Here’s the secret to New York City’s roasted chestnuts—no street vendor or open fire required.

I bought my first brown paper bag of roasted chestnuts in New York City on a bitterly cold winter night more than 50 years ago.

I’d walked from West 63rd Street and Central Park West to 51st Street and Sixth Avenue to talk to a renowned theatrical photographer, Roy Blakey, about shooting my first NY headshots and portfolio for me. As I walked, the ice crystals embedded in the wind gusts felt like tiny razor blades cutting my face.

I met Roy at the Rockefeller Center ice skating rink. He was in the locker room, lacing up his skates.

My perfectly roasted New York-style chestnuts.

Walking back to my room at the Westside Y, I saw some folks gathered around a street cart. The vendor was selling roasted chestnuts—the smell from the charcoal fire and the charring shells was hypnotizing. I joined the group and bought a bag full. As it warmed my hands, I watched how others were peeling away the shells and eating theirs. I followed their lead and tasted my first bite of roasted bliss. I’ve loved roasted chestnuts ever since—my winters aren’t complete without them.

Even without a fire, you can roast chestnuts at home that taste very much like the New York street vendor’s offerings. And the secret is soaking them for two or three hours before roasting and high heat to char the shell. Here’s the process I use:

  1. Starting with fresh chestnuts and a very sharp knife, cut an X on the pointed end of each nut—going through the outer and inner skin—and about a quarter of the way down the sides. There are chestnut knives available that make the process easier.
  2. Soak the chestnuts in a bowl of water for a few hours. The soaking helps them steam and makes peeling them easier.
  3. Spread them in one layer flat side down on a sheet pan lined with parchment paper or foil and then into a preheated 450-degree oven.
  4. Roast for roughly 25 minutes depending on the size of the chestnuts. Rest for 10 minutes, wrapped in a damp kitchen towel.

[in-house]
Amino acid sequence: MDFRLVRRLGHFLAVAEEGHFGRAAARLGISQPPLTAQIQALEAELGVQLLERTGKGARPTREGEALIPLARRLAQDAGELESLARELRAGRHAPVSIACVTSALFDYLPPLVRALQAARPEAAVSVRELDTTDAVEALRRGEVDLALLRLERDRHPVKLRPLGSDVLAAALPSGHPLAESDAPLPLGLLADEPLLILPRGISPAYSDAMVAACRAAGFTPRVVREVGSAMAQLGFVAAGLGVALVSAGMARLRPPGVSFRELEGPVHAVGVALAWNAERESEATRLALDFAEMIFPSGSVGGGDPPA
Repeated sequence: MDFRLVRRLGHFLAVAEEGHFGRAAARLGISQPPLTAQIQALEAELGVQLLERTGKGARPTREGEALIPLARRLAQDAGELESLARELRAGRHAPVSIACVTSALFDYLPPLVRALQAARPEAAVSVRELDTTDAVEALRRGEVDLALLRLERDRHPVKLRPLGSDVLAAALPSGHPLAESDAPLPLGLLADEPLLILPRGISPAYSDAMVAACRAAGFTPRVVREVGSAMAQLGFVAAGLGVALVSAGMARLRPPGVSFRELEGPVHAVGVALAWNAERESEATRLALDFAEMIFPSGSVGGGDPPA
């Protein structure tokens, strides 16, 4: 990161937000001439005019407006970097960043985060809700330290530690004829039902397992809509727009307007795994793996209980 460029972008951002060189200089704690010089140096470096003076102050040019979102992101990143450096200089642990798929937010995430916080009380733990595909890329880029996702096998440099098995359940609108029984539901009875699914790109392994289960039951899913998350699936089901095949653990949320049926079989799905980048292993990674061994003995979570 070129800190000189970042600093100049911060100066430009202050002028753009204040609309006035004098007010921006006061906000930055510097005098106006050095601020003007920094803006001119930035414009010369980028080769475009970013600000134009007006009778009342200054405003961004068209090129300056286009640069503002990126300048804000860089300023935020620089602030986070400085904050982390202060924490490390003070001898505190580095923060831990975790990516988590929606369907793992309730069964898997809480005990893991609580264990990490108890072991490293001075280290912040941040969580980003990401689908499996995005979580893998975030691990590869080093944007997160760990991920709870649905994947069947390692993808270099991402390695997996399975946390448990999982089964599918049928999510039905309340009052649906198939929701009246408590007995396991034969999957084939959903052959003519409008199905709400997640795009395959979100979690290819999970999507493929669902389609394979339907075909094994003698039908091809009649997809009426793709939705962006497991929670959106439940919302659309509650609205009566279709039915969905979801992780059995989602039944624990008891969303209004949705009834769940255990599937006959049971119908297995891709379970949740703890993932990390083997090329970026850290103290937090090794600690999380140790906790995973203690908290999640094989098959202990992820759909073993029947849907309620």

5. As soon as cool enough to handle, peel, eat, and enjoy!
1970. I had chestnuts for the first time, and
Roy Blakey shot my portfolio.

By Stephen Brockelman

As a Sr. Writer at T. Rowe Price, I work with a group of the best copywriters around. We belong to the broader creative team within Enterprise Creative, a part of Corporate Marketing Services. _____________________________________________ A long and winding road: My path to T. Rowe Price was more twisted than Fidelity’s green line. With scholarship in hand, I left Kansas at 18 to study theatre in New York. When my soap opera paychecks stopped coming from CBS and started coming from the show’s sponsor, Proctor & Gamble, I discovered the power of advertising and switched careers. Over the years I’ve owned an ad agency in San Francisco; worked for Norman Lear on All in the Family, Good Times, Sanford and Son, and the rest of his hit shows; and as a member of Directors Guild of America, I directed Desi Arnaz in his last television appearance— we remained friends until his death. In 1988 I began freelancing full time didn’t look back. In January 2012 my rep at Boss Group called and said, “I know you don’t want to commute and writing for the financial industry isn’t high on your wish list, but I have a gig with T. Rowe Price in Owings Mills…” I was a contractor for eight months, drank the corporate Kool-Aid, became a TRP associate that August, and today I find myself smiling more often than not.


  1. GP – Everett Smith served with the Headquarters Company, 187th Regiment, 11th A/B Division during WWII. This site is in tribute to my father, "Smitty." GP is a member of the 11th Airborne Association. Member # 4511 and extremely proud of that fact!
    GP says:

    Thank you for this!!

Leave a ReplyCancel reply

Exit mobile version